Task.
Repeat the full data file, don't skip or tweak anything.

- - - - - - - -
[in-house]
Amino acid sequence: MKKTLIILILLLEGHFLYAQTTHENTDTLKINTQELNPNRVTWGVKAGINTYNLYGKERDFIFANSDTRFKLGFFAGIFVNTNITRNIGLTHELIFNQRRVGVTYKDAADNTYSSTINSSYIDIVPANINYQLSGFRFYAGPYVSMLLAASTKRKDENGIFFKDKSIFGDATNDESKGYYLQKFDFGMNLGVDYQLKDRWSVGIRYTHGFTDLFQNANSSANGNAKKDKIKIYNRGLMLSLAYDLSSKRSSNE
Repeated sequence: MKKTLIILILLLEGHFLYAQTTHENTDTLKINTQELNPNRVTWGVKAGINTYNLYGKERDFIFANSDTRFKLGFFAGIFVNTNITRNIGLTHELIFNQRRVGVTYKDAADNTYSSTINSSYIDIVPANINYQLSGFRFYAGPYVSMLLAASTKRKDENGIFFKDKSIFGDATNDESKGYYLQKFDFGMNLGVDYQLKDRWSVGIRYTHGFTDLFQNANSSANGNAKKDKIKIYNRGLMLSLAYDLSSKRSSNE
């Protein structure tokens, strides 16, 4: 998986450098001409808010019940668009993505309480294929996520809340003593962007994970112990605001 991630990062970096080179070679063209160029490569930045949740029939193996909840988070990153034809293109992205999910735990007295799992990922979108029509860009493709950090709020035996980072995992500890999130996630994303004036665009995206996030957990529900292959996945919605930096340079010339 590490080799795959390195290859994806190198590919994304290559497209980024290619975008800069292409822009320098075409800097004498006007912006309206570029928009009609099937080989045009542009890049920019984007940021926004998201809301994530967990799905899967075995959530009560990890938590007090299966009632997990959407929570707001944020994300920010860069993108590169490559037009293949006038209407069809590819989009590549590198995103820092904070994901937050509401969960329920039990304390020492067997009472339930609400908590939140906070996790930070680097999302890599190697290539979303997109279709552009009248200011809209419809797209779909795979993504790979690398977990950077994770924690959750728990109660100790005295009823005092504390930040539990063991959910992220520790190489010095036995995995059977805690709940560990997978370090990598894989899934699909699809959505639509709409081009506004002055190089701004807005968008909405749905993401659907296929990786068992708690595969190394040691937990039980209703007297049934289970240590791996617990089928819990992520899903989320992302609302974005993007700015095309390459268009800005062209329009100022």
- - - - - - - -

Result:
[in-house]
Amino acid sequence: MKKTLIILILLLEGHFLYAQTTHENTDTLKINTQELNPNRVTWGVKAGINTYNLYGKERDFIFANSDTRFKLGFFAGIFVNTNITRNIGLTHELIFNQRRVGVTYKDAADNTYSSTINSSYIDIVPANINYQLSGFRFYAGPYVSMLLAASTKRKDENGIFFKDKSIFGDATNDESKGYYLQKFDFGMNLGVDYQLKDRWSVGIRYTHGFTDLFQNANSSANGNAKKDKIKIYNRGLMLSLAYDLSSKRSSNE
Repeated sequence: MKKTLIILILLLEGHFLYAQTTHENTDTLKINTQELNPNRVTWGVKAGINTYNLYGKERDFIFANSDTRFKLGFFAGIFVNTNITRNIGLTHELIFNQRRVGVTYKDAADNTYSSTINSSYIDIVPANINYQLSGFRFYAGPYVSMLLAASTKRKDENGIFFKDKSIFGDATNDESKGYYLQKFDFGMNLGVDYQLKDRWSVGIRYTHGFTDLFQNANSSANGNAKKDKIKIYNRGLMLSLAYDLSSKRSSNE
């Protein structure tokens, strides 16, 4: 998986450098001409808010019940668009993505309480294929996520809340003593962007994970112990605001 991630990062970096080179070679063209160029490569930045949740029939193996909840988070990153034809293109992205999910735990007295799992990922979108029509860009493709950090709020035996980072995992500890999130996630994303004036665009995206996030957990529900292959996945919605930096340079010339 590490080799795959390195290859994806190198590919994304290559497209980024290619975008800069292409822009320098075409800097004498006007912006309206570029928009009609099937080989045009542009890049920019984007940021926004998201809301994530967990799905899967075995959530009560990890938590007090299966009632997990959407929570707001944020994300920010860069993108590169490559037009293949006038209407069809590819989009590549590198995103820092904070994901937050509401969960329920039990304390020492067997009472339930609400908590939140906070996790930070680097999302890599190697290539979303997109279709552009009248200011809209419809797209779909795979993504790979690398977990950077994770924690959750728990109660100790005295009823005092504390930040539990063991959910992220520790190489010095036995995995059977805690709940560990997978370090990598894989899934699909699809959505639509709409081009506004002055190089701004807005968008909405749905993401659907296929990786068992708690595969190394040691937990039980209703007297049934289970240590791996617990089928819990992520899903989320992302609302974005993007700015095309390459268009800005062209329009100022």